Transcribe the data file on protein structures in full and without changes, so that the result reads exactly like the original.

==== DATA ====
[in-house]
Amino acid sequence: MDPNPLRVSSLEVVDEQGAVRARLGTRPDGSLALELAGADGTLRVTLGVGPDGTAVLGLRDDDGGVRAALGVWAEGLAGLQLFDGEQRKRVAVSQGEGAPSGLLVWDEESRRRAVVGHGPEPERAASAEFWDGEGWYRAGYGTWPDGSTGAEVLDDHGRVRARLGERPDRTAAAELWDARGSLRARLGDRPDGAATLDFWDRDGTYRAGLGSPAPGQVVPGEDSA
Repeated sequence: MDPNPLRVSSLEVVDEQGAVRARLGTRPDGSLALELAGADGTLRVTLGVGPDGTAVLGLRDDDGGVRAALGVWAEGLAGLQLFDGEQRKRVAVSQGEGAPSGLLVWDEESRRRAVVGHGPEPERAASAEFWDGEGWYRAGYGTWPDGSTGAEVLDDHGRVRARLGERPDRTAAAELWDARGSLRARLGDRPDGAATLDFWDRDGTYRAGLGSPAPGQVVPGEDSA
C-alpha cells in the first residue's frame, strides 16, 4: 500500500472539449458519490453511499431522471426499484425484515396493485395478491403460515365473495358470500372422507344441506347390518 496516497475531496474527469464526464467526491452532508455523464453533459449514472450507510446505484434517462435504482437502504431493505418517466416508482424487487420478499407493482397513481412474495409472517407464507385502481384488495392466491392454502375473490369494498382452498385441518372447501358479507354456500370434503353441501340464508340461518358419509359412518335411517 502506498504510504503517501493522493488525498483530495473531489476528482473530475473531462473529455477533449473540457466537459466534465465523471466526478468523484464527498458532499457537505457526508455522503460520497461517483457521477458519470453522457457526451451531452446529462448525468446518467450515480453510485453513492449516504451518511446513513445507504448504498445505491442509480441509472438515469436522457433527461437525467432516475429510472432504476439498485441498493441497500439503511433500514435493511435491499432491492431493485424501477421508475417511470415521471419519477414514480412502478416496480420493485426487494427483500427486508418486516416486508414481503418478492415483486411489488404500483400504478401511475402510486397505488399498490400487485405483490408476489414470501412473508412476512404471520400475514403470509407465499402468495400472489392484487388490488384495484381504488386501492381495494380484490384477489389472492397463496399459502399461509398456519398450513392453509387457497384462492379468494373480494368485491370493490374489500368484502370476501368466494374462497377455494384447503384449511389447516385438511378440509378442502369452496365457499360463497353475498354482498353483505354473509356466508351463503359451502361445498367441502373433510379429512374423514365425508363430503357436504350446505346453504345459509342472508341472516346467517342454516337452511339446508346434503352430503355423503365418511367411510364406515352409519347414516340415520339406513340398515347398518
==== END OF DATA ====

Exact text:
[in-house]
Amino acid sequence: MDPNPLRVSSLEVVDEQGAVRARLGTRPDGSLALELAGADGTLRVTLGVGPDGTAVLGLRDDDGGVRAALGVWAEGLAGLQLFDGEQRKRVAVSQGEGAPSGLLVWDEESRRRAVVGHGPEPERAASAEFWDGEGWYRAGYGTWPDGSTGAEVLDDHGRVRARLGERPDRTAAAELWDARGSLRARLGDRPDGAATLDFWDRDGTYRAGLGSPAPGQVVPGEDSA
Repeated sequence: MDPNPLRVSSLEVVDEQGAVRARLGTRPDGSLALELAGADGTLRVTLGVGPDGTAVLGLRDDDGGVRAALGVWAEGLAGLQLFDGEQRKRVAVSQGEGAPSGLLVWDEESRRRAVVGHGPEPERAASAEFWDGEGWYRAGYGTWPDGSTGAEVLDDHGRVRARLGERPDRTAAAELWDARGSLRARLGDRPDGAATLDFWDRDGTYRAGLGSPAPGQVVPGEDSA
C-alpha cells in the first residue's frame, strides 16, 4: 500500500472539449458519490453511499431522471426499484425484515396493485395478491403460515365473495358470500372422507344441506347390518 496516497475531496474527469464526464467526491452532508455523464453533459449514472450507510446505484434517462435504482437502504431493505418517466416508482424487487420478499407493482397513481412474495409472517407464507385502481384488495392466491392454502375473490369494498382452498385441518372447501358479507354456500370434503353441501340464508340461518358419509359412518335411517 502506498504510504503517501493522493488525498483530495473531489476528482473530475473531462473529455477533449473540457466537459466534465465523471466526478468523484464527498458532499457537505457526508455522503460520497461517483457521477458519470453522457457526451451531452446529462448525468446518467450515480453510485453513492449516504451518511446513513445507504448504498445505491442509480441509472438515469436522457433527461437525467432516475429510472432504476439498485441498493441497500439503511433500514435493511435491499432491492431493485424501477421508475417511470415521471419519477414514480412502478416496480420493485426487494427483500427486508418486516416486508414481503418478492415483486411489488404500483400504478401511475402510486397505488399498490400487485405483490408476489414470501412473508412476512404471520400475514403470509407465499402468495400472489392484487388490488384495484381504488386501492381495494380484490384477489389472492397463496399459502399461509398456519398450513392453509387457497384462492379468494373480494368485491370493490374489500368484502370476501368466494374462497377455494384447503384449511389447516385438511378440509378442502369452496365457499360463497353475498354482498353483505354473509356466508351463503359451502361445498367441502373433510379429512374423514365425508363430503357436504350446505346453504345459509342472508341472516346467517342454516337452511339446508346434503352430503355423503365418511367411510364406515352409519347414516340415520339406513340398515347398518